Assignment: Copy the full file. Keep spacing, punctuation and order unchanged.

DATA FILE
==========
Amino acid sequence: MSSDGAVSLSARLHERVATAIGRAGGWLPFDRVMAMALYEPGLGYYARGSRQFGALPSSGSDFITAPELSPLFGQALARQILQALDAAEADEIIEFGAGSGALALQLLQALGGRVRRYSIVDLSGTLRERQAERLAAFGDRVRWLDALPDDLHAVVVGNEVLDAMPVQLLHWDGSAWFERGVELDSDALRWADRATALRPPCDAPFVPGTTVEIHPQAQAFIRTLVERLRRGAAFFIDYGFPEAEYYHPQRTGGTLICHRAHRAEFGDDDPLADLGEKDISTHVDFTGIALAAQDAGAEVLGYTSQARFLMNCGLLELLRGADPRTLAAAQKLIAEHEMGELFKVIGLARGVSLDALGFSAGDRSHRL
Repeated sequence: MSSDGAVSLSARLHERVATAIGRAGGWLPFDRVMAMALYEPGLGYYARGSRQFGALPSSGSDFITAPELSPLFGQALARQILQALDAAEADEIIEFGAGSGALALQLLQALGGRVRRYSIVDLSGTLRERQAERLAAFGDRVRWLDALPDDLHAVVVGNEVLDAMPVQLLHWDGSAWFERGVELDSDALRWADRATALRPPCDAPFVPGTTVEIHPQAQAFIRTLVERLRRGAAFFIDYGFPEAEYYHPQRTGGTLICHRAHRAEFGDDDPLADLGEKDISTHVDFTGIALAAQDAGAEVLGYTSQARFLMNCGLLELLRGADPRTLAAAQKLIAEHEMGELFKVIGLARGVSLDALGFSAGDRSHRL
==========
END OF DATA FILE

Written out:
Amino acid sequence: MSSDGAVSLSARLHERVATAIGRAGGWLPFDRVMAMALYEPGLGYYARGSRQFGALPSSGSDFITAPELSPLFGQALARQILQALDAAEADEIIEFGAGSGALALQLLQALGGRVRRYSIVDLSGTLRERQAERLAAFGDRVRWLDALPDDLHAVVVGNEVLDAMPVQLLHWDGSAWFERGVELDSDALRWADRATALRPPCDAPFVPGTTVEIHPQAQAFIRTLVERLRRGAAFFIDYGFPEAEYYHPQRTGGTLICHRAHRAEFGDDDPLADLGEKDISTHVDFTGIALAAQDAGAEVLGYTSQARFLMNCGLLELLRGADPRTLAAAQKLIAEHEMGELFKVIGLARGVSLDALGFSAGDRSHRL
Repeated sequence: MSSDGAVSLSARLHERVATAIGRAGGWLPFDRVMAMALYEPGLGYYARGSRQFGALPSSGSDFITAPELSPLFGQALARQILQALDAAEADEIIEFGAGSGALALQLLQALGGRVRRYSIVDLSGTLRERQAERLAAFGDRVRWLDALPDDLHAVVVGNEVLDAMPVQLLHWDGSAWFERGVELDSDALRWADRATALRPPCDAPFVPGTTVEIHPQAQAFIRTLVERLRRGAAFFIDYGFPEAEYYHPQRTGGTLICHRAHRAEFGDDDPLADLGEKDISTHVDFTGIALAAQDAGAEVLGYTSQARFLMNCGLLELLRGADPRTLAAAQKLIAEHEMGELFKVIGLARGVSLDALGFSAGDRSHRL